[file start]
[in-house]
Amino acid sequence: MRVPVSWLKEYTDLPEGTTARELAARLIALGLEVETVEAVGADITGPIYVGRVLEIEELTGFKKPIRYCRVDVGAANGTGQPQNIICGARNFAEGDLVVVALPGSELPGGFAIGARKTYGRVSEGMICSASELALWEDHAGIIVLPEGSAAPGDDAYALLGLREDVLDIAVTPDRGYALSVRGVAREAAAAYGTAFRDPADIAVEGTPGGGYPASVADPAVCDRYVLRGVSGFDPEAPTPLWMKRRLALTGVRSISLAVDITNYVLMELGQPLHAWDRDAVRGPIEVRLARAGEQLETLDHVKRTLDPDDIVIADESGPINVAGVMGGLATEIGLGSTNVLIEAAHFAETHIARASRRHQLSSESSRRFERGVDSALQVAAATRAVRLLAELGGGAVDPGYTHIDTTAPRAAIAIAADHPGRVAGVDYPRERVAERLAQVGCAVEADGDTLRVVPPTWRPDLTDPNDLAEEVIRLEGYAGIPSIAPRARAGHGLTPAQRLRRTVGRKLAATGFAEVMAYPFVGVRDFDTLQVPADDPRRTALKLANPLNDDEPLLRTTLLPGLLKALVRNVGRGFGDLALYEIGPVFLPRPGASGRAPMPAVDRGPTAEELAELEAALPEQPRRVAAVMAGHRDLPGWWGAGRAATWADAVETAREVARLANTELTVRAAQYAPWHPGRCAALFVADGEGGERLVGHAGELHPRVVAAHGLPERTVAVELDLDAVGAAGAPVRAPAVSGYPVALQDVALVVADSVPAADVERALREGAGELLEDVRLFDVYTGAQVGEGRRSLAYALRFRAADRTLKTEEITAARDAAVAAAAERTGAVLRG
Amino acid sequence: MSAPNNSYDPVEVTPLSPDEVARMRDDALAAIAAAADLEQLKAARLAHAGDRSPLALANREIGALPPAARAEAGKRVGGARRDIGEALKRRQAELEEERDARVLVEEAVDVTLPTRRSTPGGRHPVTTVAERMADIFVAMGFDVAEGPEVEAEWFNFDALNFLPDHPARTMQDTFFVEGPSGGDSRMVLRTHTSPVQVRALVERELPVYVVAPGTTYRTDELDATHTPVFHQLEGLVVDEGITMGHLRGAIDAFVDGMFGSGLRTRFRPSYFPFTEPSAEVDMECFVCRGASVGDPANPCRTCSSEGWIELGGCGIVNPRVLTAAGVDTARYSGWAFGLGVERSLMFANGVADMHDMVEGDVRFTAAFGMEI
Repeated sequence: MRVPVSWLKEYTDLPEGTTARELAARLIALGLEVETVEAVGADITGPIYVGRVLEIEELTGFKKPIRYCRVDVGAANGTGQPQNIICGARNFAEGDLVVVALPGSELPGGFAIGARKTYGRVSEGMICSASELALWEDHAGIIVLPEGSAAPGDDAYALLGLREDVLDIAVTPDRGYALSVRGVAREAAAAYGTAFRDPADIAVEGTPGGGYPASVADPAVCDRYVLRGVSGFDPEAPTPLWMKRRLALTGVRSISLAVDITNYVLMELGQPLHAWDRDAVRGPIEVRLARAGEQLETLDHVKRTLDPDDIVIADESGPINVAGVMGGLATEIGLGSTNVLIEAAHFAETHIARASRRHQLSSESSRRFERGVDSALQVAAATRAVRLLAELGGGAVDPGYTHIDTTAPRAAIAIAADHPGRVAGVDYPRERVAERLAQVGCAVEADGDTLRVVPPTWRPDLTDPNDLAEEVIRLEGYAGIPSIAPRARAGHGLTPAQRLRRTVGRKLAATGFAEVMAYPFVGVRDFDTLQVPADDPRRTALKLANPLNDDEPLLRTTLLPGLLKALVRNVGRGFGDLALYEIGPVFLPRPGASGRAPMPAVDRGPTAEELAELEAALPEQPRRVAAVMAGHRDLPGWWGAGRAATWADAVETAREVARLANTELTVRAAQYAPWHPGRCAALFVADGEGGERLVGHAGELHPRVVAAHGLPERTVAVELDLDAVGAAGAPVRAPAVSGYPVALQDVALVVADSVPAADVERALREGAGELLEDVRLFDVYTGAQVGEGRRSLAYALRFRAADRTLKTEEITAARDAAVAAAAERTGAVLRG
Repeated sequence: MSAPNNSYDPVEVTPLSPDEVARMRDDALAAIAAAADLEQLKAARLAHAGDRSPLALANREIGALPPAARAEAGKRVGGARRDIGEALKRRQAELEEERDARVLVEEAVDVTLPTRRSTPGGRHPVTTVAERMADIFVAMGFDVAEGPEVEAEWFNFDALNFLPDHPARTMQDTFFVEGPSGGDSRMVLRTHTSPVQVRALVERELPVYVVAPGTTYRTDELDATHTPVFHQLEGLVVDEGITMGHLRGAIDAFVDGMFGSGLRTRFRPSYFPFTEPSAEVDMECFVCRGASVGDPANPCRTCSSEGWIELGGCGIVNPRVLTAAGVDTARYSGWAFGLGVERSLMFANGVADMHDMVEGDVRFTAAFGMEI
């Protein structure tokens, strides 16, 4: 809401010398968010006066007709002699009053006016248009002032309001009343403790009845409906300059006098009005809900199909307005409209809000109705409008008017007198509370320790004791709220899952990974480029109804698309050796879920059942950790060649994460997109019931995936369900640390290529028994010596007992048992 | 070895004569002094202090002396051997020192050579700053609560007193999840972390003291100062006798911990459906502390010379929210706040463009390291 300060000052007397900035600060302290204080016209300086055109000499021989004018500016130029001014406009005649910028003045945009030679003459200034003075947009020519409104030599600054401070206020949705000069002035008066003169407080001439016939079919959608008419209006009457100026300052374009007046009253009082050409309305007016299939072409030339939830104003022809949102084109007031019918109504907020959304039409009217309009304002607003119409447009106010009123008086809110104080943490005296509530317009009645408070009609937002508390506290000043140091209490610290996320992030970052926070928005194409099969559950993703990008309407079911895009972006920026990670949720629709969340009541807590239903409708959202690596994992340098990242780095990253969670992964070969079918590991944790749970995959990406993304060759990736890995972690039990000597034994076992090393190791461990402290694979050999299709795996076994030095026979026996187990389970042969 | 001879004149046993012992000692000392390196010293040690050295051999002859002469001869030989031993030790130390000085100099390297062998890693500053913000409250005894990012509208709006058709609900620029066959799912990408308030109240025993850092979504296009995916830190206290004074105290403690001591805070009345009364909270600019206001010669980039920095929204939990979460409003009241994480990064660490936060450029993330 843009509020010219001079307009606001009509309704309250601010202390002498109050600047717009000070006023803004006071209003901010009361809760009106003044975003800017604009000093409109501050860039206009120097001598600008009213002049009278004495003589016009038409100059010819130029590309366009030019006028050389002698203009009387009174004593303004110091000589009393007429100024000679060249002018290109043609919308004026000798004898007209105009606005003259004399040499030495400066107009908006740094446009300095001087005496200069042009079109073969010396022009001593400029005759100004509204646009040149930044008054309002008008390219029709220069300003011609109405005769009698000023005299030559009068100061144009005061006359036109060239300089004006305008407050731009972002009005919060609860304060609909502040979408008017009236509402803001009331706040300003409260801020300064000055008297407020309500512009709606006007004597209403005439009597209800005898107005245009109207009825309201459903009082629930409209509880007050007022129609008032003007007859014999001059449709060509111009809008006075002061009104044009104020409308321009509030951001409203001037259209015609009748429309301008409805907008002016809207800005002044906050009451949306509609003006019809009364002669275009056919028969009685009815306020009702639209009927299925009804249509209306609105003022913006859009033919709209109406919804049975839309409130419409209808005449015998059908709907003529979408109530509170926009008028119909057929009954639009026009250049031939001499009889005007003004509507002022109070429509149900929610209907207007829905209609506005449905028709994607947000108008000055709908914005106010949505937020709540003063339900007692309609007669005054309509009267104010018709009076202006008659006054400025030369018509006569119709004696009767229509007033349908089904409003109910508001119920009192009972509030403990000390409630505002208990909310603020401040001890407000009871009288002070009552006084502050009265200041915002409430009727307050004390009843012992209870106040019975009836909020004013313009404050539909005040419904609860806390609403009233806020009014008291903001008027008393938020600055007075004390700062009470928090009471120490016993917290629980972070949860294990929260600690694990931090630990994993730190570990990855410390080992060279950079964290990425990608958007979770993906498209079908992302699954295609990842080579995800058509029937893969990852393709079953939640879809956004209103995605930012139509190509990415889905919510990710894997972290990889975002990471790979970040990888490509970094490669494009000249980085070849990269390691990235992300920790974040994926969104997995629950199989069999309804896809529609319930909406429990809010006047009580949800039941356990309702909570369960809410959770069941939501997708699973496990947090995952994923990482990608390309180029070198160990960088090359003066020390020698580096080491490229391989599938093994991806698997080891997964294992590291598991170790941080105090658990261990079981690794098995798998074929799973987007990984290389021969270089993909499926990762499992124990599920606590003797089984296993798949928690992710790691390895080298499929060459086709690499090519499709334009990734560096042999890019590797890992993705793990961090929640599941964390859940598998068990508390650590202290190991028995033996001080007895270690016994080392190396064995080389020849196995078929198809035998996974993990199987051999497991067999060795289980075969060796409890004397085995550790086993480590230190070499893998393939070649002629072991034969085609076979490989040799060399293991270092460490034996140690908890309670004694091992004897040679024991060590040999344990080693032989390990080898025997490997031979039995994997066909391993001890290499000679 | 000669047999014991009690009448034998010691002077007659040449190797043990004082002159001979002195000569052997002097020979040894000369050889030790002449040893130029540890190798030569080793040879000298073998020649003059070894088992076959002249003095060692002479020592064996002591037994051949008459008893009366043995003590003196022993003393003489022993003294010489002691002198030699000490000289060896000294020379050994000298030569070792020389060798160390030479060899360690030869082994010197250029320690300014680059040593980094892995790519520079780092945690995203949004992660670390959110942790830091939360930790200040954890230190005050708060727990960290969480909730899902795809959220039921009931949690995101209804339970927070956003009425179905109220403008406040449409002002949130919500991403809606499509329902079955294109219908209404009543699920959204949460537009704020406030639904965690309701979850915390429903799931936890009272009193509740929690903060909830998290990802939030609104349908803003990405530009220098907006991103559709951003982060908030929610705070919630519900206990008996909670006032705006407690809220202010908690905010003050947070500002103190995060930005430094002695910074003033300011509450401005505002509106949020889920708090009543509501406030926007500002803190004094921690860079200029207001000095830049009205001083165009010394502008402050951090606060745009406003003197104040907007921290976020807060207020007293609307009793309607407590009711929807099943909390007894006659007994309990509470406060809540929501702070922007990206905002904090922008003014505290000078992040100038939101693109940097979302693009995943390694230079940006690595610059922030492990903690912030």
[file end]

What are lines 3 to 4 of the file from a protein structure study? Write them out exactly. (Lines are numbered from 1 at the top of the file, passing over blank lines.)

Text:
Amino acid sequence: MSAPNNSYDPVEVTPLSPDEVARMRDDALAAIAAAADLEQLKAARLAHAGDRSPLALANREIGALPPAARAEAGKRVGGARRDIGEALKRRQAELEEERDARVLVEEAVDVTLPTRRSTPGGRHPVTTVAERMADIFVAMGFDVAEGPEVEAEWFNFDALNFLPDHPARTMQDTFFVEGPSGGDSRMVLRTHTSPVQVRALVERELPVYVVAPGTTYRTDELDATHTPVFHQLEGLVVDEGITMGHLRGAIDAFVDGMFGSGLRTRFRPSYFPFTEPSAEVDMECFVCRGASVGDPANPCRTCSSEGWIELGGCGIVNPRVLTAAGVDTARYSGWAFGLGVERSLMFANGVADMHDMVEGDVRFTAAFGMEI
Repeated sequence: MRVPVSWLKEYTDLPEGTTARELAARLIALGLEVETVEAVGADITGPIYVGRVLEIEELTGFKKPIRYCRVDVGAANGTGQPQNIICGARNFAEGDLVVVALPGSELPGGFAIGARKTYGRVSEGMICSASELALWEDHAGIIVLPEGSAAPGDDAYALLGLREDVLDIAVTPDRGYALSVRGVAREAAAAYGTAFRDPADIAVEGTPGGGYPASVADPAVCDRYVLRGVSGFDPEAPTPLWMKRRLALTGVRSISLAVDITNYVLMELGQPLHAWDRDAVRGPIEVRLARAGEQLETLDHVKRTLDPDDIVIADESGPINVAGVMGGLATEIGLGSTNVLIEAAHFAETHIARASRRHQLSSESSRRFERGVDSALQVAAATRAVRLLAELGGGAVDPGYTHIDTTAPRAAIAIAADHPGRVAGVDYPRERVAERLAQVGCAVEADGDTLRVVPPTWRPDLTDPNDLAEEVIRLEGYAGIPSIAPRARAGHGLTPAQRLRRTVGRKLAATGFAEVMAYPFVGVRDFDTLQVPADDPRRTALKLANPLNDDEPLLRTTLLPGLLKALVRNVGRGFGDLALYEIGPVFLPRPGASGRAPMPAVDRGPTAEELAELEAALPEQPRRVAAVMAGHRDLPGWWGAGRAATWADAVETAREVARLANTELTVRAAQYAPWHPGRCAALFVADGEGGERLVGHAGELHPRVVAAHGLPERTVAVELDLDAVGAAGAPVRAPAVSGYPVALQDVALVVADSVPAADVERALREGAGELLEDVRLFDVYTGAQVGEGRRSLAYALRFRAADRTLKTEEITAARDAAVAAAAERTGAVLRG